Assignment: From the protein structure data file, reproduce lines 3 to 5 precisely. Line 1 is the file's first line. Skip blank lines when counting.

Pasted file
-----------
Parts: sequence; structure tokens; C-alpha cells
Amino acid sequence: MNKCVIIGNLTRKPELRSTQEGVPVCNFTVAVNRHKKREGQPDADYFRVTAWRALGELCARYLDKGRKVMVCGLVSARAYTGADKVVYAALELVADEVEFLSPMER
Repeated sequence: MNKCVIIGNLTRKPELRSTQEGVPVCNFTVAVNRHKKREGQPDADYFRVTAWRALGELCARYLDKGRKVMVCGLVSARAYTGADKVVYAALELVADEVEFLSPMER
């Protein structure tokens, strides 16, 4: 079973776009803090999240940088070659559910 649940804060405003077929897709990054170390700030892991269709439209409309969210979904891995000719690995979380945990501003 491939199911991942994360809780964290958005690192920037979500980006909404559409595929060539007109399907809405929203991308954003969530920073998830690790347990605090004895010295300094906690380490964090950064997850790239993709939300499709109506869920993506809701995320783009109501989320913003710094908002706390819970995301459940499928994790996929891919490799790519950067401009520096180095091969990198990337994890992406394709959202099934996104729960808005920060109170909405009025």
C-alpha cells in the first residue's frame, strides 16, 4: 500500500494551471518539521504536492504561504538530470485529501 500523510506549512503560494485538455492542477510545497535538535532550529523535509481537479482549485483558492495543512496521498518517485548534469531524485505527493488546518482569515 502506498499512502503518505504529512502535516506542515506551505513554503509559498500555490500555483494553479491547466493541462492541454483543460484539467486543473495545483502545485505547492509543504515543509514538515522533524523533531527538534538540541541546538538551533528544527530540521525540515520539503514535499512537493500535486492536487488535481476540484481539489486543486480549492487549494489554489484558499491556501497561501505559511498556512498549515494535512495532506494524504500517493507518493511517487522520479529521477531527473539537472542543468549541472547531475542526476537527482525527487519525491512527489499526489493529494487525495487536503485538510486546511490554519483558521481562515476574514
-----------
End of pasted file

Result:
Repeated sequence: MNKCVIIGNLTRKPELRSTQEGVPVCNFTVAVNRHKKREGQPDADYFRVTAWRALGELCARYLDKGRKVMVCGLVSARAYTGADKVVYAALELVADEVEFLSPMER
């Protein structure tokens, strides 16, 4: 079973776009803090999240940088070659559910 649940804060405003077929897709990054170390700030892991269709439209409309969210979904891995000719690995979380945990501003 491939199911991942994360809780964290958005690192920037979500980006909404559409595929060539007109399907809405929203991308954003969530920073998830690790347990605090004895010295300094906690380490964090950064997850790239993709939300499709109506869920993506809701995320783009109501989320913003710094908002706390819970995301459940499928994790996929891919490799790519950067401009520096180095091969990198990337994890992406394709959202099934996104729960808005920060109170909405009025």
C-alpha cells in the first residue's frame, strides 16, 4: 500500500494551471518539521504536492504561504538530470485529501 500523510506549512503560494485538455492542477510545497535538535532550529523535509481537479482549485483558492495543512496521498518517485548534469531524485505527493488546518482569515 502506498499512502503518505504529512502535516506542515506551505513554503509559498500555490500555483494553479491547466493541462492541454483543460484539467486543473495545483502545485505547492509543504515543509514538515522533524523533531527538534538540541541546538538551533528544527530540521525540515520539503514535499512537493500535486492536487488535481476540484481539489486543486480549492487549494489554489484558499491556501497561501505559511498556512498549515494535512495532506494524504500517493507518493511517487522520479529521477531527473539537472542543468549541472547531475542526476537527482525527487519525491512527489499526489493529494487525495487536503485538510486546511490554519483558521481562515476574514